As Brexit, trump multiply global risks, gold seen at $1,400
London (May 18) Gold has soared in the opening months of 2016 as investors second-guess a wary Federal Reserve. A thicket of risks from the UK’s Brexit vote next month to the US presidential election may lift prices even further by year-end, according to Denmark’s Saxo Bank.
“It’s not just one risk right now,” said Head of Commodity Strategy Ole Hansen, who predicts bullion may jump to as much as $1 400 an ounce this year. “We have got several risks, so when you start adding them up, it could be that additional risks will sway some investors to add exposure to gold or maybe revisit gold,” Hansen said in a phone interview on Tuesday.
Bullion has rallied 20% in 2016 as US central bankers debate whether to raise borrowing costs, while their counterparts in Japan and Europe press on with negative rates. The rebound following three years of declines has led to billionaire George Soros and Eton Park Capital Management joining the investors piling into bullion. Now attention is shifting to the June 23 vote in the UK that’ll dictate whether the country remains in the European Union.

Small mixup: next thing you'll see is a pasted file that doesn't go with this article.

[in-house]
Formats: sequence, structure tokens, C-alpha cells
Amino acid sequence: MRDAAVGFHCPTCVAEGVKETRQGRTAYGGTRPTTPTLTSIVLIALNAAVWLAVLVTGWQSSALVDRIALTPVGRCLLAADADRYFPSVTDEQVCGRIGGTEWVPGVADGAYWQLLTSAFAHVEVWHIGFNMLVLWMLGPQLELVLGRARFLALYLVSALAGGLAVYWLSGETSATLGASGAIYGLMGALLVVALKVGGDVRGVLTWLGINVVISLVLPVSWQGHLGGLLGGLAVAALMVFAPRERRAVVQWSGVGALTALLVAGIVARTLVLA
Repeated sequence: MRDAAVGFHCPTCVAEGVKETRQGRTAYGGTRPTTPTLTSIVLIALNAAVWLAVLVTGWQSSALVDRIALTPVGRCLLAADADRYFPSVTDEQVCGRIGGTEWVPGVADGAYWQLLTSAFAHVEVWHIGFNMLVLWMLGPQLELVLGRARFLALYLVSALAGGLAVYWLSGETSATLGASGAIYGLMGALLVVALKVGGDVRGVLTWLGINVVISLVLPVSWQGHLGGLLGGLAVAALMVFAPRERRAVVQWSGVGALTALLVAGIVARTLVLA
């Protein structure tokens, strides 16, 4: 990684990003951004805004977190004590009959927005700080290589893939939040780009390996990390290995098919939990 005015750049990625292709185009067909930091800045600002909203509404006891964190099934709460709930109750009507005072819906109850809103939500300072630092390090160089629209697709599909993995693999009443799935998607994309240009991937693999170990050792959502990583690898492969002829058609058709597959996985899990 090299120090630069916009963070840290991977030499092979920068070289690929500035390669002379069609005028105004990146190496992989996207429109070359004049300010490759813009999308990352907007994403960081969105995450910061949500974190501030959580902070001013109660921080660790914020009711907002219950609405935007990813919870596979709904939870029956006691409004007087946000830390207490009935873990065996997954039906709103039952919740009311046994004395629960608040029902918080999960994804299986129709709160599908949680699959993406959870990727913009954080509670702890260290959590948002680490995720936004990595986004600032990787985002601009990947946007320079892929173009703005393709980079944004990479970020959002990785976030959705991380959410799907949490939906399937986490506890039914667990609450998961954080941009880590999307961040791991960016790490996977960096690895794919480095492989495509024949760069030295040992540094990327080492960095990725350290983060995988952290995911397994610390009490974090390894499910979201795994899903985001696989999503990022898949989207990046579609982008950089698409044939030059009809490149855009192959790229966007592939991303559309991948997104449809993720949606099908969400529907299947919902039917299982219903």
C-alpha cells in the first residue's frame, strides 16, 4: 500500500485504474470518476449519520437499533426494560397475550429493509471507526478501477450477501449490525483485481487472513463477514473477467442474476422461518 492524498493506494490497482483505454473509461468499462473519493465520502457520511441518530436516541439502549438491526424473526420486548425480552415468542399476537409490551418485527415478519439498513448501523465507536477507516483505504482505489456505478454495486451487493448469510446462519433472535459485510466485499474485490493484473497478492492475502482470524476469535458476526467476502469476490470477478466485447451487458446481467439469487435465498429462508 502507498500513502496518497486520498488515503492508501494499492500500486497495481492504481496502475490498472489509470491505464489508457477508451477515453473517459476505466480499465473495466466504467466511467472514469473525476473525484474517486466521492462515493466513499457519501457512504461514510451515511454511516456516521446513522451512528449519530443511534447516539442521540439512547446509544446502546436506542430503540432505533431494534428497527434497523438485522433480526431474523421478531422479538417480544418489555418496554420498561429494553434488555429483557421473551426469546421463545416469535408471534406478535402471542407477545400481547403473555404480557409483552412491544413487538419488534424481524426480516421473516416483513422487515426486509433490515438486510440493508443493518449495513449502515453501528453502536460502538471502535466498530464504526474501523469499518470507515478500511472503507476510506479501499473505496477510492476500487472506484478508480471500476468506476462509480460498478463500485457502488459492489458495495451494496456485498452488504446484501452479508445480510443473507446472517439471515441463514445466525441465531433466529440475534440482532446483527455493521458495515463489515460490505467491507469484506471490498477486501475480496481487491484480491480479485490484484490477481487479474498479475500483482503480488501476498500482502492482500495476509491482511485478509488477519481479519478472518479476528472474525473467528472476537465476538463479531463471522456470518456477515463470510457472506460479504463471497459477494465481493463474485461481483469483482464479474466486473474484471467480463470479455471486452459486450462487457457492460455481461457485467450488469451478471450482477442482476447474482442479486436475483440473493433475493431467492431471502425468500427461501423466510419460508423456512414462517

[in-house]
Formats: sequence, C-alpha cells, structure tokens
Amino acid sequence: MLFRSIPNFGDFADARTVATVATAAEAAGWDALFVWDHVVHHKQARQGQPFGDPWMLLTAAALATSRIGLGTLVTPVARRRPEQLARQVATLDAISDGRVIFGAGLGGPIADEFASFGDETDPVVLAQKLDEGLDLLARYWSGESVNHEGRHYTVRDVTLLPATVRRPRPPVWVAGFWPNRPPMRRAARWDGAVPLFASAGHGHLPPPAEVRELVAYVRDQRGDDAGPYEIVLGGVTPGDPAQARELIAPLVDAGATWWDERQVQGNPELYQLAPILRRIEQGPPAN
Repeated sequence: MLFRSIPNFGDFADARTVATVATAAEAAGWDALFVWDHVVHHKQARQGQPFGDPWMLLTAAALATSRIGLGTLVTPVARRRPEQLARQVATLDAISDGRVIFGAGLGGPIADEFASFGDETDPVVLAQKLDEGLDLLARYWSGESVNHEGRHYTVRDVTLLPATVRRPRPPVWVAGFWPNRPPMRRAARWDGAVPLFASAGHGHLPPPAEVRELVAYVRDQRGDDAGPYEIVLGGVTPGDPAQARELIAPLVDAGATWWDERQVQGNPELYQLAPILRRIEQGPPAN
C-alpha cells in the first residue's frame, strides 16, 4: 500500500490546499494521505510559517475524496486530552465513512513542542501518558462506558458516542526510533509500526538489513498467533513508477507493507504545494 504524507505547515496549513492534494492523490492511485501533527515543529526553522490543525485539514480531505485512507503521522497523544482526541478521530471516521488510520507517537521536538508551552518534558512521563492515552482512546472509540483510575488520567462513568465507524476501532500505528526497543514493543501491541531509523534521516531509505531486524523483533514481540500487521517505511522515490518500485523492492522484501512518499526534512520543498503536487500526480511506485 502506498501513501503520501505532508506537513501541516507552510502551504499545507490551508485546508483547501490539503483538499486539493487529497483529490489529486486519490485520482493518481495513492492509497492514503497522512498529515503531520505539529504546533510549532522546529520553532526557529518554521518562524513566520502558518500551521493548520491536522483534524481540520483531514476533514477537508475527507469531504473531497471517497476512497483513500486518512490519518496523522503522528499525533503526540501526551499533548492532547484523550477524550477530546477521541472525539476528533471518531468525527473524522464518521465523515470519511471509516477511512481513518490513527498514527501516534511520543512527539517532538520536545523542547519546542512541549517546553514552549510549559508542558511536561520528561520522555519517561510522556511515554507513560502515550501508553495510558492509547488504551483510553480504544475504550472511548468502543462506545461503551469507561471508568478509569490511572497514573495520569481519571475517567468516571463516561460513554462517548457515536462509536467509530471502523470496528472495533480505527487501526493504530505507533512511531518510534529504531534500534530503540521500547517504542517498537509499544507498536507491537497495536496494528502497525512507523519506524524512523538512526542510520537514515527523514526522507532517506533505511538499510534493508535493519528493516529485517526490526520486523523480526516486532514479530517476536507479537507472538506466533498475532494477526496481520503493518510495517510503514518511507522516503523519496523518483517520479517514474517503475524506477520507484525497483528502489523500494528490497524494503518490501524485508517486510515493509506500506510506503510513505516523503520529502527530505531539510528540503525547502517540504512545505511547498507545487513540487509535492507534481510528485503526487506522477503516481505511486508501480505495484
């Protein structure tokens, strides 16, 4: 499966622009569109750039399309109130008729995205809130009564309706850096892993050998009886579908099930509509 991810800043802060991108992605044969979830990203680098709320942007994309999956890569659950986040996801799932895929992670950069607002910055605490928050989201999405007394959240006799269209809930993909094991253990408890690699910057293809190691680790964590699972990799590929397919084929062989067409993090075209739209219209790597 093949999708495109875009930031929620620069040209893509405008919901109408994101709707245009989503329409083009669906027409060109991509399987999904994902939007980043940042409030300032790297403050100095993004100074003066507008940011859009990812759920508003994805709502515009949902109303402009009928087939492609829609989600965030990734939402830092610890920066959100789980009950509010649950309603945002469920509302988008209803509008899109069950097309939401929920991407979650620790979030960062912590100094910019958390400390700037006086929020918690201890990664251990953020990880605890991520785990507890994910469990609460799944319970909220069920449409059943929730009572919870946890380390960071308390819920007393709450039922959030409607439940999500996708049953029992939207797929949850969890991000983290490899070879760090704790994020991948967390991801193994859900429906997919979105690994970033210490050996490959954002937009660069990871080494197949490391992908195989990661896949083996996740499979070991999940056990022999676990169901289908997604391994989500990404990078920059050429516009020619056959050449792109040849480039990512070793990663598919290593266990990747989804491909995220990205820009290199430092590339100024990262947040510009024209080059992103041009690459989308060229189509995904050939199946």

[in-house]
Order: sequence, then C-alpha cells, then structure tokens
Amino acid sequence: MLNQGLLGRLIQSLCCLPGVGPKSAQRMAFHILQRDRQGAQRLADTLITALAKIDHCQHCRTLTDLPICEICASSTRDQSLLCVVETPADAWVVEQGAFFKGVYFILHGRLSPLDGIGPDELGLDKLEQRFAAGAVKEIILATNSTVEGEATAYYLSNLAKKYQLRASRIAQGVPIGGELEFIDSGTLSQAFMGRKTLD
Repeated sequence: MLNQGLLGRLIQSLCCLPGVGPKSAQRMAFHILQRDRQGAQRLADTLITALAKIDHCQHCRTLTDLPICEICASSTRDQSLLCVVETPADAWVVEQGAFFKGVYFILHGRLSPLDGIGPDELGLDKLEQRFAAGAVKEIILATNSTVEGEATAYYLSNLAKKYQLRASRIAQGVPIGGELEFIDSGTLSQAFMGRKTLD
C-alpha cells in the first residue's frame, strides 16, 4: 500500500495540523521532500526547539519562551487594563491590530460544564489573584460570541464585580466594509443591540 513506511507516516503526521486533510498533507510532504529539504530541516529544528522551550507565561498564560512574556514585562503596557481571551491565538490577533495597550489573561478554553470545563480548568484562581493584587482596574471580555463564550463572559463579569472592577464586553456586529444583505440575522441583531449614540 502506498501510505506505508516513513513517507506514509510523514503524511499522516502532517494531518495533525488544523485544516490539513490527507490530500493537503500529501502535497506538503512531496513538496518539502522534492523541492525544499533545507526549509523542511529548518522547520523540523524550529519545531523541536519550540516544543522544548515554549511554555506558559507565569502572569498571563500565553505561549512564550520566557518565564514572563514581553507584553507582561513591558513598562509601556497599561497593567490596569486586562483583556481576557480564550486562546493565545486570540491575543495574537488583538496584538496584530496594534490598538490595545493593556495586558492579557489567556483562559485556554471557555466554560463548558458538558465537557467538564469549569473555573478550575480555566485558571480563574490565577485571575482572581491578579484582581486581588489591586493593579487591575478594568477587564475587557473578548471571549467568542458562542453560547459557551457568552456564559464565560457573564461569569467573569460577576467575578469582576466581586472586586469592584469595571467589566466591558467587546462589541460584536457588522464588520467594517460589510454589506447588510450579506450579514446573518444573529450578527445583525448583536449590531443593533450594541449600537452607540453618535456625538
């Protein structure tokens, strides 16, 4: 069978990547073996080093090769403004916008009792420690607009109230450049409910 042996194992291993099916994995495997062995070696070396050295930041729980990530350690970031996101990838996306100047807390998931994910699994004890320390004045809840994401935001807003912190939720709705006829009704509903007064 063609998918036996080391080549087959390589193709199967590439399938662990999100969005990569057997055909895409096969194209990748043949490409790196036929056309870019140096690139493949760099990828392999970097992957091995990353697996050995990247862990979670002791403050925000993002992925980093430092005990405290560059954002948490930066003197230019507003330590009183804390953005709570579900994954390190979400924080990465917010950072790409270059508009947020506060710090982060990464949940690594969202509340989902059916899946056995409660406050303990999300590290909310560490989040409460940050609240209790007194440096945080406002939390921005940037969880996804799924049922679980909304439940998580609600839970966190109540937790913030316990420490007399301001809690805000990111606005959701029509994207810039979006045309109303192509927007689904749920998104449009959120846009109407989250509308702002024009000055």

“The outcome is by no means certain yet,” said Hansen, who’s covered gold and precious metals since 1999 and is based in Hellerup, a Copenhagen suburb. While the dollar may win out initially after a vote to leave, that decision could call into question the future of what Hansen termed the euro project over years to come. That “may leave gold in a good position,” he said.
Spot gold was at $1 274.17 on Wednesday after rising to a 15-month high of $1 303.82 on May 2. It’s the best performing major metal this year after silver on the Bloomberg Commodity Index, with holdings in exchange-traded funds jumping 25%. Hansen said the Fed will probably be able to hike only once in 2016, which wouldn’t have much of an impact on prices.
Saxo Bank isn’t isolated in its assessment of potential risks. German bank Joh. Berenberg Gossler & Co has said it plans to increase gold holdings, betting demand will be lifted by uncertainty surrounding the outcome of the UK vote and the US election. In Asia, while Singapore-based Oversea-Chinese Banking Corporation’s economist Barnabas Gan remains bearish on gold, he’s revised his year-end outlook higher partly on the back of Brexit concerns.
Right now, the polls are mixed. While an ORB/Telegraph poll this week showed 55 percent of respondents were in favor of remaining in the EU — which helped to boost sterling — another reading from TNS showed a contrary result, with 41% favouring an exit over 38% to stay.
In the US, political maverick Donald Trump has emerged as the presumptive Republican presidential nominee, and he will likely face off against Hillary Clinton. “We have another political uncertainty later in the year with the presidential election,” said Hansen “So these are all just adding to the reasons why precious metals have become the must-haves.”